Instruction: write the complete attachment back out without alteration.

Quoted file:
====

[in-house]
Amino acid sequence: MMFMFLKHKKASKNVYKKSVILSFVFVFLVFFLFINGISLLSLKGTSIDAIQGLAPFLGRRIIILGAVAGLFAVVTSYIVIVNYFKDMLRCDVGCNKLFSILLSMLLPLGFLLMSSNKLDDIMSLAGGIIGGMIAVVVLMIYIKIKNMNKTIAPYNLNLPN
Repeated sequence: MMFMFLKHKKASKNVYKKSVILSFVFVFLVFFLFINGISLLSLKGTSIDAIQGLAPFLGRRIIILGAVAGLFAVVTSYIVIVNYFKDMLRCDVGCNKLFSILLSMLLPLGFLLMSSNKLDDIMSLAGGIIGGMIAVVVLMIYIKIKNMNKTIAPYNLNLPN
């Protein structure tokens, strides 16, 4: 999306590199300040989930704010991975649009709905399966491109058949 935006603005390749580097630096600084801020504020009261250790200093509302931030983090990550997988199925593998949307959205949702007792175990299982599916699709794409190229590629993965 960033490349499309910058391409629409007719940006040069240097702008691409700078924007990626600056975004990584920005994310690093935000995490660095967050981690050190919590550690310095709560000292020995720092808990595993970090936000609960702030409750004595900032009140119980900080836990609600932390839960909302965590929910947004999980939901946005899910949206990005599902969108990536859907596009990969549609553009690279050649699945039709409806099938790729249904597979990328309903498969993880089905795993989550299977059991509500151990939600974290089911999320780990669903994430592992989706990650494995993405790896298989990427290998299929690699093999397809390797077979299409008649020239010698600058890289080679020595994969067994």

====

[in-house]
Amino acid sequence: MMFMFLKHKKASKNVYKKSVILSFVFVFLVFFLFINGISLLSLKGTSIDAIQGLAPFLGRRIIILGAVAGLFAVVTSYIVIVNYFKDMLRCDVGCNKLFSILLSMLLPLGFLLMSSNKLDDIMSLAGGIIGGMIAVVVLMIYIKIKNMNKTIAPYNLNLPN
Repeated sequence: MMFMFLKHKKASKNVYKKSVILSFVFVFLVFFLFINGISLLSLKGTSIDAIQGLAPFLGRRIIILGAVAGLFAVVTSYIVIVNYFKDMLRCDVGCNKLFSILLSMLLPLGFLLMSSNKLDDIMSLAGGIIGGMIAVVVLMIYIKIKNMNKTIAPYNLNLPN
């Protein structure tokens, strides 16, 4: 999306590199300040989930704010991975649009709905399966491109058949 935006603005390749580097630096600084801020504020009261250790200093509302931030983090990550997988199925593998949307959205949702007792175990299982599916699709794409190229590629993965 960033490349499309910058391409629409007719940006040069240097702008691409700078924007990626600056975004990584920005994310690093935000995490660095967050981690050190919590550690310095709560000292020995720092808990595993970090936000609960702030409750004595900032009140119980900080836990609600932390839960909302965590929910947004999980939901946005899910949206990005599902969108990536859907596009990969549609553009690279050649699945039709409806099938790729249904597979990328309903498969993880089905795993989550299977059991509500151990939600974290089911999320780990669903994430592992989706990650494995993405790896298989990427290998299929690699093999397809390797077979299409008649020239010698600058890289080679020595994969067994």